Quite right. They are amateurs racing for the love of running. They don’t care a tinker’s fart about the Triple Crown or the 20:1 odds or the distance they are running. The whip is just a goad to remind them they are racing against other horses. All they want to do is run, even with those nasty removable tumors on their backs.

          • Gregory Kusnick
            Posted December 22, 2017 at 12:01 pm | Permalink

            You seem to be conflating “athletic pursuit” and “sport” with formal competition. That seems an overly narrow definition to me.

            Recreational cyclists might ride 50 miles a day, which makes them pretty good athletes in my book, even though they’re not competing with anyone.

            Ballet dancers are extraordinary athletes, but a dance performance isn’t a contest to see who wins.

            • BJ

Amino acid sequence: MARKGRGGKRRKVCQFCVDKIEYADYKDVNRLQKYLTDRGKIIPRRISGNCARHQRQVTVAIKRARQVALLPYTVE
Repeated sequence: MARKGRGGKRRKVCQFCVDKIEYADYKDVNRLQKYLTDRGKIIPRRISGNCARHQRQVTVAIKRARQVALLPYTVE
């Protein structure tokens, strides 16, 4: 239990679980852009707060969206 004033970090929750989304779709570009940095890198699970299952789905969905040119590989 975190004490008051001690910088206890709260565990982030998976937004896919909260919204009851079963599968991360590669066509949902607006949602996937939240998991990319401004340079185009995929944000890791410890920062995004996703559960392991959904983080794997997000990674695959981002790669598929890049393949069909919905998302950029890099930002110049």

Posted December 22, 2017 at 3:36 pm | Permalink

              I can see how what I’ve said is unclear. Athletes (like dancers) constantly strive to reach the pinnacle of their potential. They consciously work tirelessly to better themselves.

              We have respect for great athletes not just for their skills, but for their determination and drive. We marvel at what an animal can do, but we don’t have that same respect for it because it’s instinctual and not the result of a constant attempt to reach greater heights.

          • Posted December 22, 2017 at 3:02 pm | Permalink

            They do also enjoy the competition. If you go to the paddock before a race, you’ll see some of them visibly just raring to go.

      • notsecurelyanchored
        Posted December 22, 2017 at 11:24 am | Permalink

        Look up the record of Arrogate. He looks like a horse who lost interest in running, in being the best.

        • Posted December 22, 2017 at 3:08 pm | Permalink

          My friend is tight with Mike Smith. I’ll ask her to ask him what was going on.

          • Posted December 22, 2017 at 3:38 pm | Permalink

            Okay, NOT from Mike Smith, but rumor has it Arrogate’s a bleeder.

      • Maharani Flores
        Posted December 26, 2017 at 12:52 pm | Permalink

        You must know very little about horses to state they don’t know or care about winning. Suggest you actually do some research.